“Remember, you may have more instruction than I have, but you are not more educated.”
(Varenne’s grandmother, who left school at the 6th grade, circa 1917, on the occasion of his Ph.D.)


We must challenge the common postulate in educational research that what is most important about human beings is what they have learned in their past as it contributes to, or interferes with, what they will do in their future. Human beings are better postulated to be continually learning as their new present makes useless accumulated knowledge. They are better postulated working hard at overcoming this ignorance rather than coasting comfortably with old wisdom. They are better postulated as teaching themselves and all the others they can reach, continuously and ubiquitously throughout their lives. What is needed to account for humanity is not a theory of learning, but a theory of education as the never achieved search for enlightenment.

This paper introduces the ten papers and two commentary essays that compose this special issue of the Teachers College Record. Together, they aim to illustrate the usefulness of shifting the attention of educators, whether in research or practice, from worrying about the past of those under their care to acknowledging the future work that they will perform with what we will have told them.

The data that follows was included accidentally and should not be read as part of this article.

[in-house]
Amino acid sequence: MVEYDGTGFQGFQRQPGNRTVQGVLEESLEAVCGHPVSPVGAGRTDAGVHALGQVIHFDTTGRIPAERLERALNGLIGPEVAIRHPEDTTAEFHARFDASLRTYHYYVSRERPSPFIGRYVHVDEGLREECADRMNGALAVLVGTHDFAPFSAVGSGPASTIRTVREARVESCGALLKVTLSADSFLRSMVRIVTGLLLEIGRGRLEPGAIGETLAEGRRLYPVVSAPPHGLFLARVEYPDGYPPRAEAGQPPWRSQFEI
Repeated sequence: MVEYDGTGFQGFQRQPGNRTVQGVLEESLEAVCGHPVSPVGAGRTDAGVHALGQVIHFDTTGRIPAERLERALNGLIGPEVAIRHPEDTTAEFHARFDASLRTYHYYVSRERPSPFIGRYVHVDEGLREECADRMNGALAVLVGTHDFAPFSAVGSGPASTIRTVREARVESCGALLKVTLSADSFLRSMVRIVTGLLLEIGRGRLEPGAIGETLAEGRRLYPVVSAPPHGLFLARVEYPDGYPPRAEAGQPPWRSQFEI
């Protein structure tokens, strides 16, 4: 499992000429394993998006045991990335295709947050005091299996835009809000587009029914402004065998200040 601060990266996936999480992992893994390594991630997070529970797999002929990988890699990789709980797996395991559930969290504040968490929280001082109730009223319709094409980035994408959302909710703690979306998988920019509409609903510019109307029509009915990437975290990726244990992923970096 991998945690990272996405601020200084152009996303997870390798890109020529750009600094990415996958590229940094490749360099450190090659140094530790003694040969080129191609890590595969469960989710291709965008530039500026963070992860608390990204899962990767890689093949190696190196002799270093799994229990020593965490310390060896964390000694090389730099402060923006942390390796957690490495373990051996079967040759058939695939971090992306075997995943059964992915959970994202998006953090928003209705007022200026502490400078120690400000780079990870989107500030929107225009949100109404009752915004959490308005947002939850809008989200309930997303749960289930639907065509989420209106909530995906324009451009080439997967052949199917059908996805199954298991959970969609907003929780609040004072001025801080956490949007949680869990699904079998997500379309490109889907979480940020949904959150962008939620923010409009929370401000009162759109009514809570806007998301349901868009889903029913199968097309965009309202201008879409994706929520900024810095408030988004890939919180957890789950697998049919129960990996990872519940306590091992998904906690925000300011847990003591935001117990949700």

In this paper, I build on the historian Lawrence Cremin’s struggle to find a principled method to decide what to include in a history “of education.” This struggle culminated in his definition of education “as the deliberate, systematic, and sustained effort to transmit, evoke, or acquire knowledge, attitudes, values, skills, or sensibilities, and any learning that results from the effort, direct or indirect, intended or unintended.” This definition has had limited impact. More than a quarter century later, research “in education” remains mostly research in and about schools. Sometimes this research addresses occasional learning outside of schools, though mostly as a variable in the distribution of schooling outcomes. It is very rarely about what humanists have always deemed most educational–the continued efforts to deal with new conditions, including available schooling. Research in education is rarely about the evolution of political ideologies, the shaping of religious fervor, the development of artistic predilections in music or dance. It is rarely about the efforts of young parents to figure out what their newborns might need, or the efforts of older parents to settle where to live so that their children might go to “better” schools. It is even more rarely about the enslaved teaching themselves how to read, about the very poor trying to figure out what literacy programs can do for them, about how idealists find out that they cannot escape the racist talk they are dedicated to transform. And yet, I argue in this paper, the moments when one finds oneself in a difficult situation and then proceeds to struggle are the preeminently educational moments on which research in education should focus.